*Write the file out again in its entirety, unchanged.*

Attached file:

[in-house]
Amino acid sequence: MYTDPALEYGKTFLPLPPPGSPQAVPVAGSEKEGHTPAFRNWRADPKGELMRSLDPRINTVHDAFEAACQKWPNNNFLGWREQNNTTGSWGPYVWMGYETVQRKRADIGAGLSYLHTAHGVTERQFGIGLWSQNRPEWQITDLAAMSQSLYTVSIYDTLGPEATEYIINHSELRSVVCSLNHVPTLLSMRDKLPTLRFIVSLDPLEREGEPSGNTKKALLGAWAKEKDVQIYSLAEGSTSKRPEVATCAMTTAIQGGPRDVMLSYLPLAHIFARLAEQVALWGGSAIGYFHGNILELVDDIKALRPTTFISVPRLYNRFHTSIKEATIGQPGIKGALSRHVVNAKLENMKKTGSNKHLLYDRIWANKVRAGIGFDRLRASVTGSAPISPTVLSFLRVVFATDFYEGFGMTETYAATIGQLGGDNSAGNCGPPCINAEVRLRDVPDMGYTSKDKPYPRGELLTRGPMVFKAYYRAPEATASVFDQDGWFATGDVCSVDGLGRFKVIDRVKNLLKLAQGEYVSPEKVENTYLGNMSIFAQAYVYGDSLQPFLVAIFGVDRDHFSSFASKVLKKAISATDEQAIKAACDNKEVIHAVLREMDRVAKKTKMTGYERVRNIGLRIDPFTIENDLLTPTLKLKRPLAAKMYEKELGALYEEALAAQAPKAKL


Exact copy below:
[in-house]
Amino acid sequence: MYTDPALEYGKTFLPLPPPGSPQAVPVAGSEKEGHTPAFRNWRADPKGELMRSLDPRINTVHDAFEAACQKWPNNNFLGWREQNNTTGSWGPYVWMGYETVQRKRADIGAGLSYLHTAHGVTERQFGIGLWSQNRPEWQITDLAAMSQSLYTVSIYDTLGPEATEYIINHSELRSVVCSLNHVPTLLSMRDKLPTLRFIVSLDPLEREGEPSGNTKKALLGAWAKEKDVQIYSLAEGSTSKRPEVATCAMTTAIQGGPRDVMLSYLPLAHIFARLAEQVALWGGSAIGYFHGNILELVDDIKALRPTTFISVPRLYNRFHTSIKEATIGQPGIKGALSRHVVNAKLENMKKTGSNKHLLYDRIWANKVRAGIGFDRLRASVTGSAPISPTVLSFLRVVFATDFYEGFGMTETYAATIGQLGGDNSAGNCGPPCINAEVRLRDVPDMGYTSKDKPYPRGELLTRGPMVFKAYYRAPEATASVFDQDGWFATGDVCSVDGLGRFKVIDRVKNLLKLAQGEYVSPEKVENTYLGNMSIFAQAYVYGDSLQPFLVAIFGVDRDHFSSFASKVLKKAISATDEQAIKAACDNKEVIHAVLREMDRVAKKTKMTGYERVRNIGLRIDPFTIENDLLTPTLKLKRPLAAKMYEKELGALYEEALAAQAPKAKL